Mexican President Enrique Peña Nieto announced Monday a public-safety strategy based on fighting violence with a regional focus and the creation of a national gendarmerie with an initial complement of 10,000 members.

Heading his first National Security Council since taking office Dec. 1, Peña Nieto said the armed forces will continue with their public safety duties while the process of restructuring state police units is being completed.

Conflict among rival drug cartels and between criminals and security forces has claimed some 60,000 lives in Mexico since December 2006, when then-President Felipe Calderon gave the military the leading role in the struggle against the drug trade.

Peña Nieto identified the pillars of the new security policy as planning, crime prevention, respect for human rights, coordination, a revamp of law enforcement and the judiciary, as well as a process of continual evaluation.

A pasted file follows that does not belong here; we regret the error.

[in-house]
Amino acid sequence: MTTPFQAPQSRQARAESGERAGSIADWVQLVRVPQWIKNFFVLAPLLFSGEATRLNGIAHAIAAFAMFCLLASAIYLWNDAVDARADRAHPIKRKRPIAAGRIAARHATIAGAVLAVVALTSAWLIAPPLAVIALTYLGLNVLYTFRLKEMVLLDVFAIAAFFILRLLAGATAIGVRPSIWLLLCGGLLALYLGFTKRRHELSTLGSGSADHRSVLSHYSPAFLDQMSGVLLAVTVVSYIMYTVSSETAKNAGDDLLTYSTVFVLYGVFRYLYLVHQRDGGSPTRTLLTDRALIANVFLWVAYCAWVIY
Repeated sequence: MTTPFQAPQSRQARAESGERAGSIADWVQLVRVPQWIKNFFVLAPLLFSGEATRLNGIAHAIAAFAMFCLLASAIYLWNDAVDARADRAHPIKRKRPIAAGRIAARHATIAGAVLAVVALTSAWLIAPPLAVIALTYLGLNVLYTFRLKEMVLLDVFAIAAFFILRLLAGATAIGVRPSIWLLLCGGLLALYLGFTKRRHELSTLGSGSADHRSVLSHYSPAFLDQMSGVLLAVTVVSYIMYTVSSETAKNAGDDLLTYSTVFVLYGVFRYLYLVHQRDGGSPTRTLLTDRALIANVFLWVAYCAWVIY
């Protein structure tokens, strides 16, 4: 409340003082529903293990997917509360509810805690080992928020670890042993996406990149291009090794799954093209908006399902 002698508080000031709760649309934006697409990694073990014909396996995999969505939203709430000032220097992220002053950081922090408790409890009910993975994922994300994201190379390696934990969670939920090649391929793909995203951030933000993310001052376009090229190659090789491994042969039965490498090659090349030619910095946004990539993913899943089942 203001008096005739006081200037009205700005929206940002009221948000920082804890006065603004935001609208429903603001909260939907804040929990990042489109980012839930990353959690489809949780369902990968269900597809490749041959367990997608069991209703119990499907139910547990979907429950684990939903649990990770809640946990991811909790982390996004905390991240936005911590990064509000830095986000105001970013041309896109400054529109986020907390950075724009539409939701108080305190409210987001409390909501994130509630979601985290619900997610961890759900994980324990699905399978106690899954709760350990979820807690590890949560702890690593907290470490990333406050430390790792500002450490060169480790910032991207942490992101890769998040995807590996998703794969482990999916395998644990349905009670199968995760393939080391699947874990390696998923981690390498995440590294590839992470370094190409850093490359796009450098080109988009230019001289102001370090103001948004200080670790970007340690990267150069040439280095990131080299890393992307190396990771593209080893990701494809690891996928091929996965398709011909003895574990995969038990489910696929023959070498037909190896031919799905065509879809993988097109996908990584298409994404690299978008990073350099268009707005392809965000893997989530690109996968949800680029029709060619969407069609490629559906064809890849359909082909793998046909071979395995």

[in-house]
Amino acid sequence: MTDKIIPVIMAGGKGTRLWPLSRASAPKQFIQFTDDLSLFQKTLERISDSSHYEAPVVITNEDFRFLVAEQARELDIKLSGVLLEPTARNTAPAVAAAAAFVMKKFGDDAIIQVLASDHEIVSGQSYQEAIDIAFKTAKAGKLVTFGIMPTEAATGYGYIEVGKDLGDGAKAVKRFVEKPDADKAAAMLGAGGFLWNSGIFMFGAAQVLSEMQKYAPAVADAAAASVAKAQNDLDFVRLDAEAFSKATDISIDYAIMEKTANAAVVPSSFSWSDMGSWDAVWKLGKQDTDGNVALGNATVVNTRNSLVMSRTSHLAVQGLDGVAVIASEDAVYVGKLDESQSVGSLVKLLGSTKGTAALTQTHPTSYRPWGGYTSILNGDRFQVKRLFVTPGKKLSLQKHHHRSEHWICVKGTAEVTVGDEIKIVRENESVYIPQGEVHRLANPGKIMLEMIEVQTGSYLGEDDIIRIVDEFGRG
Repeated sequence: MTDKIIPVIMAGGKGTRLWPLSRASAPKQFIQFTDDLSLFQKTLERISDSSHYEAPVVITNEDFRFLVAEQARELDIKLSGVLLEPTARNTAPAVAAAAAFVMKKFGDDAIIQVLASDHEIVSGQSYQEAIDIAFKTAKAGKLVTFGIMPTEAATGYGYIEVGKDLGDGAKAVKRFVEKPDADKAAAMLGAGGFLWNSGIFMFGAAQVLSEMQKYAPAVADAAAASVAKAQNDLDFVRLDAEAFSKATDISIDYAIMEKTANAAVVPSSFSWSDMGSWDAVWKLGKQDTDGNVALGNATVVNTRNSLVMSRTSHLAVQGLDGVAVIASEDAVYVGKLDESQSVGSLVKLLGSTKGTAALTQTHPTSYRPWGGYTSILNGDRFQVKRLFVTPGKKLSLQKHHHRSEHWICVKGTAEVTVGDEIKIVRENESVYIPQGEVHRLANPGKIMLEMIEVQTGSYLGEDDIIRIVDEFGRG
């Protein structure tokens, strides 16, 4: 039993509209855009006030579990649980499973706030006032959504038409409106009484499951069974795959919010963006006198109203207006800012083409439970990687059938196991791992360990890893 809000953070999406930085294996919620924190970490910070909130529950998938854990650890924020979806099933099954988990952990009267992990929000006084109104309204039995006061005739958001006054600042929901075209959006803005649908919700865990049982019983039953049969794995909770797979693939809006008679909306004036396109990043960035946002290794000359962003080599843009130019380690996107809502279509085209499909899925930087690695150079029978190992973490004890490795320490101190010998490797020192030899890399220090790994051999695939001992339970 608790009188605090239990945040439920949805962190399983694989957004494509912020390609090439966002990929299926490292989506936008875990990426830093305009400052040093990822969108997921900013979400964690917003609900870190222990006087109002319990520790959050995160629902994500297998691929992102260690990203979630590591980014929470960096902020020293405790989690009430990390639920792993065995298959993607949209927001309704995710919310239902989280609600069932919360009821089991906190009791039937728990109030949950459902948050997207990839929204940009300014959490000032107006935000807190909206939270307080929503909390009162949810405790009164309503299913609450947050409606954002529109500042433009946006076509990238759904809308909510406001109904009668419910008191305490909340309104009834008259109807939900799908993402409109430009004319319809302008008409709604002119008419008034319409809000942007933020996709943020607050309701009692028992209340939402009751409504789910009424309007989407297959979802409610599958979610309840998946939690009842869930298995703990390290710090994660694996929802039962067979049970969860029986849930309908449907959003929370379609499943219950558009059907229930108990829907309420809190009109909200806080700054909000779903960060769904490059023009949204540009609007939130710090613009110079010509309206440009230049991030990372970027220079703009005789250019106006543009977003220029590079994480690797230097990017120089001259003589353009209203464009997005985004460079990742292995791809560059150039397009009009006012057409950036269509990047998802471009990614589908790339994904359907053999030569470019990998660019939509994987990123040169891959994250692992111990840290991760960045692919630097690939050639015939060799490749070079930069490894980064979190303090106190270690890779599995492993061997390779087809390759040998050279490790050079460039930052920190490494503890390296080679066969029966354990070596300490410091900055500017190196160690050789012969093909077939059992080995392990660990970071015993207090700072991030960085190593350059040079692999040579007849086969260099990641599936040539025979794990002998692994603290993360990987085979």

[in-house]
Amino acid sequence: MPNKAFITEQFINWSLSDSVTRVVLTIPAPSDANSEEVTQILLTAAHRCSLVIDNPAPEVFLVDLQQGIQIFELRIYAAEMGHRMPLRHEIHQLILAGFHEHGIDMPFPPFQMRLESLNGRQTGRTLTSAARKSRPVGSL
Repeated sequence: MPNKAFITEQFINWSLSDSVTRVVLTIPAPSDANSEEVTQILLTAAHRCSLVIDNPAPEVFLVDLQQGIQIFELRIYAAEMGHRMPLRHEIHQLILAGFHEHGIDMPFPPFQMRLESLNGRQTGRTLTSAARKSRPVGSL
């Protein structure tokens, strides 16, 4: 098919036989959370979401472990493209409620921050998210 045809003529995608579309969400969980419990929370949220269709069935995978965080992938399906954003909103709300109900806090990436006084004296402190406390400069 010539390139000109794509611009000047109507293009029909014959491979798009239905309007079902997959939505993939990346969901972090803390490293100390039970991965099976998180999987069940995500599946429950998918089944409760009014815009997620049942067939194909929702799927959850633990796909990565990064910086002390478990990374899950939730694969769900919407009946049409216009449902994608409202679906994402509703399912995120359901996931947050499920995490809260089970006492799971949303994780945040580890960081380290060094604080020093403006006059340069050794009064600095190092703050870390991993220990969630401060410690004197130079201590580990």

Before the security Cabinet, Mexico's 32 state governors and the judiciary made a call for working "in unison" to restore peace.

After noting that crime is Mexicans' main worry, Peña Nieto said that the only way to get results is to set clear goals.

He suggested the division of national territory into five operational regions with the objective of addressing the specific problems of each region, an idea that won unanimous approval from the governors at the Security Council meeting.

He also ordered the creation of a national gendarmerie with 10,000 members to undertake the task of strengthening "territorial control of those municipalities with the greatest institutional weakness, as well as of strategic installations like ports, airports and borders." EFE